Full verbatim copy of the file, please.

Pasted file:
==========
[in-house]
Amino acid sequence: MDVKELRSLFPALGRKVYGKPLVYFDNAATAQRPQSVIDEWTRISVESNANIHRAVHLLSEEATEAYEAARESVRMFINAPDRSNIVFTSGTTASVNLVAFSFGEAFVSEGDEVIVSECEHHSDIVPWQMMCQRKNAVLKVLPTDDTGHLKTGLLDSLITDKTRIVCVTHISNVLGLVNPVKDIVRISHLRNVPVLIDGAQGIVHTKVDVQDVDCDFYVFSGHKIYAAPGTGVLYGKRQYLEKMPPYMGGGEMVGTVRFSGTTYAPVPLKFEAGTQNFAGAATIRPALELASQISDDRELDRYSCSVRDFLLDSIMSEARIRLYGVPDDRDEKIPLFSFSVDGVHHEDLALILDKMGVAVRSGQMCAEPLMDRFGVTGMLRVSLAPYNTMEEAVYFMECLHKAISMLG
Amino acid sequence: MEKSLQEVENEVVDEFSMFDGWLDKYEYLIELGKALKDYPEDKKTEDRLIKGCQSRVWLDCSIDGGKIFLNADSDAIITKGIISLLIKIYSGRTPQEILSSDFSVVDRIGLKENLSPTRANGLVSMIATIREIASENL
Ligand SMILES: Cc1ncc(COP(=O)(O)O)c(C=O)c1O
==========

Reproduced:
[in-house]
Amino acid sequence: MDVKELRSLFPALGRKVYGKPLVYFDNAATAQRPQSVIDEWTRISVESNANIHRAVHLLSEEATEAYEAARESVRMFINAPDRSNIVFTSGTTASVNLVAFSFGEAFVSEGDEVIVSECEHHSDIVPWQMMCQRKNAVLKVLPTDDTGHLKTGLLDSLITDKTRIVCVTHISNVLGLVNPVKDIVRISHLRNVPVLIDGAQGIVHTKVDVQDVDCDFYVFSGHKIYAAPGTGVLYGKRQYLEKMPPYMGGGEMVGTVRFSGTTYAPVPLKFEAGTQNFAGAATIRPALELASQISDDRELDRYSCSVRDFLLDSIMSEARIRLYGVPDDRDEKIPLFSFSVDGVHHEDLALILDKMGVAVRSGQMCAEPLMDRFGVTGMLRVSLAPYNTMEEAVYFMECLHKAISMLG
Amino acid sequence: MEKSLQEVENEVVDEFSMFDGWLDKYEYLIELGKALKDYPEDKKTEDRLIKGCQSRVWLDCSIDGGKIFLNADSDAIITKGIISLLIKIYSGRTPQEILSSDFSVVDRIGLKENLSPTRANGLVSMIATIREIASENL
Ligand SMILES: Cc1ncc(COP(=O)(O)O)c(C=O)c1O